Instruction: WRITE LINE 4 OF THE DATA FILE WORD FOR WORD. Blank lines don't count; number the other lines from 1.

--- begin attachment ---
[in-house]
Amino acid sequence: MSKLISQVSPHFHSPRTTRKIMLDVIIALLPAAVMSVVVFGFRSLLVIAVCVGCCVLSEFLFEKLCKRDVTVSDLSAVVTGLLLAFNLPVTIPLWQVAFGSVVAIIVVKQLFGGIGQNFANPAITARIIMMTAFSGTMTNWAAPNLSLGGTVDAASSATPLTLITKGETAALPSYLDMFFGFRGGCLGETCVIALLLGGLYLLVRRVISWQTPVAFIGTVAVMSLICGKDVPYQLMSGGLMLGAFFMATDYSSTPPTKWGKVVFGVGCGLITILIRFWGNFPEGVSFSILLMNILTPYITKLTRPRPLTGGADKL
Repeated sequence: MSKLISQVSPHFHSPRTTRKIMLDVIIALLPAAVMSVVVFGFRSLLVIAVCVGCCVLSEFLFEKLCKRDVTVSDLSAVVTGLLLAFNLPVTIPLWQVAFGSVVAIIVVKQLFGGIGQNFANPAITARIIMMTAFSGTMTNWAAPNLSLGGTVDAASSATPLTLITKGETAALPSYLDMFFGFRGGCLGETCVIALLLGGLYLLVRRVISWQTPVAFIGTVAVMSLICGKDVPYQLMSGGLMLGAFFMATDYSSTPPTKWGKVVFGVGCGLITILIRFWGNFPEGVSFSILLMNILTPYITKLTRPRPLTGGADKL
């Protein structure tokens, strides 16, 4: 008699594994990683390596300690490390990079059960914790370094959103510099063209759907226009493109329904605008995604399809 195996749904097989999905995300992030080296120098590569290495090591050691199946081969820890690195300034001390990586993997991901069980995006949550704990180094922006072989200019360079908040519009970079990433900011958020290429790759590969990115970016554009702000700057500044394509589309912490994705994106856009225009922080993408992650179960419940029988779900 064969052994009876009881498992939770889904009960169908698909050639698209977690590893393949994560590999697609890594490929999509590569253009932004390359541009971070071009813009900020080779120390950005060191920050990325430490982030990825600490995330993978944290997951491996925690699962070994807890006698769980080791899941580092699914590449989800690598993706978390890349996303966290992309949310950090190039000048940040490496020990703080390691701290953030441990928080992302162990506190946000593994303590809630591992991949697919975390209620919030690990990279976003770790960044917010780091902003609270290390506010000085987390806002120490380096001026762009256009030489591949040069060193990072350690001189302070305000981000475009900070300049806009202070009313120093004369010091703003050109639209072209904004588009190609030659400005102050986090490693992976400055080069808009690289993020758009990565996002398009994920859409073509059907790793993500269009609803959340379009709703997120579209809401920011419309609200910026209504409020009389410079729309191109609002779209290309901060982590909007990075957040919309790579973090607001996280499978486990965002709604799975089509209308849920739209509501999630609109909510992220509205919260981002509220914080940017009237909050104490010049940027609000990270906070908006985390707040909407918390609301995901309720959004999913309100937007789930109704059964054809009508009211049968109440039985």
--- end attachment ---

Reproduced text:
């Protein structure tokens, strides 16, 4: 008699594994990683390596300690490390990079059960914790370094959103510099063209759907226009493109329904605008995604399809 195996749904097989999905995300992030080296120098590569290495090591050691199946081969820890690195300034001390990586993997991901069980995006949550704990180094922006072989200019360079908040519009970079990433900011958020290429790759590969990115970016554009702000700057500044394509589309912490994705994106856009225009922080993408992650179960419940029988779900 064969052994009876009881498992939770889904009960169908698909050639698209977690590893393949994560590999697609890594490929999509590569253009932004390359541009971070071009813009900020080779120390950005060191920050990325430490982030990825600490995330993978944290997951491996925690699962070994807890006698769980080791899941580092699914590449989800690598993706978390890349996303966290992309949310950090190039000048940040490496020990703080390691701290953030441990928080992302162990506190946000593994303590809630591992991949697919975390209620919030690990990279976003770790960044917010780091902003609270290390506010000085987390806002120490380096001026762009256009030489591949040069060193990072350690001189302070305000981000475009900070300049806009202070009313120093004369010091703003050109639209072209904004588009190609030659400005102050986090490693992976400055080069808009690289993020758009990565996002398009994920859409073509059907790793993500269009609803959340379009709703997120579209809401920011419309609200910026209504409020009389410079729309191109609002779209290309901060982590909007990075957040919309790579973090607001996280499978486990965002709604799975089509209308849920739209509501999630609109909510992220509205919260981002509220914080940017009237909050104490010049940027609000990270906070908006985390707040909407918390609301995901309720959004999913309100937007789930109704059964054809009508009211049968109440039985």